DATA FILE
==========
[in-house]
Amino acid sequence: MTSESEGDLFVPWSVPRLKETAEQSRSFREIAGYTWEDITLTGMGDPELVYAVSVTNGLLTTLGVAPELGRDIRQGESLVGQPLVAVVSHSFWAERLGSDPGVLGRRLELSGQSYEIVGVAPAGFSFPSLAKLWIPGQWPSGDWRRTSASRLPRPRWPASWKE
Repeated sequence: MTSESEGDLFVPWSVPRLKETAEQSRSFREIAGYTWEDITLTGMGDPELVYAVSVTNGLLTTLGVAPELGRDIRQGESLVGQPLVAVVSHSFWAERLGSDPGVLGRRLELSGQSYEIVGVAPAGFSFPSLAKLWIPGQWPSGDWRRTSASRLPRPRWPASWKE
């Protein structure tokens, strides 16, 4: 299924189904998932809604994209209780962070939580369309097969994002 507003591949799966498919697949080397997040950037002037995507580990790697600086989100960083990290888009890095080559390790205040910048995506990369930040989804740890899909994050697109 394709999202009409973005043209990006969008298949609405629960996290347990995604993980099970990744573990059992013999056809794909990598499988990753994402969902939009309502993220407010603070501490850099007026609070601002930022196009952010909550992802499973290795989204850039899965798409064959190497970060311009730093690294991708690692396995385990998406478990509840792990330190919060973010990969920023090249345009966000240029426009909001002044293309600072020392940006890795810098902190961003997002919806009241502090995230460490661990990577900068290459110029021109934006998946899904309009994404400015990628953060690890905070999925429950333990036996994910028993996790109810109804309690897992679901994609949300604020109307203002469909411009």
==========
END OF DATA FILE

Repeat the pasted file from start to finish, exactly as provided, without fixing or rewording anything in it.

[in-house]
Amino acid sequence: MTSESEGDLFVPWSVPRLKETAEQSRSFREIAGYTWEDITLTGMGDPELVYAVSVTNGLLTTLGVAPELGRDIRQGESLVGQPLVAVVSHSFWAERLGSDPGVLGRRLELSGQSYEIVGVAPAGFSFPSLAKLWIPGQWPSGDWRRTSASRLPRPRWPASWKE
Repeated sequence: MTSESEGDLFVPWSVPRLKETAEQSRSFREIAGYTWEDITLTGMGDPELVYAVSVTNGLLTTLGVAPELGRDIRQGESLVGQPLVAVVSHSFWAERLGSDPGVLGRRLELSGQSYEIVGVAPAGFSFPSLAKLWIPGQWPSGDWRRTSASRLPRPRWPASWKE
């Protein structure tokens, strides 16, 4: 299924189904998932809604994209209780962070939580369309097969994002 507003591949799966498919697949080397997040950037002037995507580990790697600086989100960083990290888009890095080559390790205040910048995506990369930040989804740890899909994050697109 394709999202009409973005043209990006969008298949609405629960996290347990995604993980099970990744573990059992013999056809794909990598499988990753994402969902939009309502993220407010603070501490850099007026609070601002930022196009952010909550992802499973290795989204850039899965798409064959190497970060311009730093690294991708690692396995385990998406478990509840792990330190919060973010990969920023090249345009966000240029426009909001002044293309600072020392940006890795810098902190961003997002919806009241502090995230460490661990990577900068290459110029021109934006998946899904309009994404400015990628953060690890905070999925429950333990036996994910028993996790109810109804309690897992679901994609949300604020109307203002469909411009």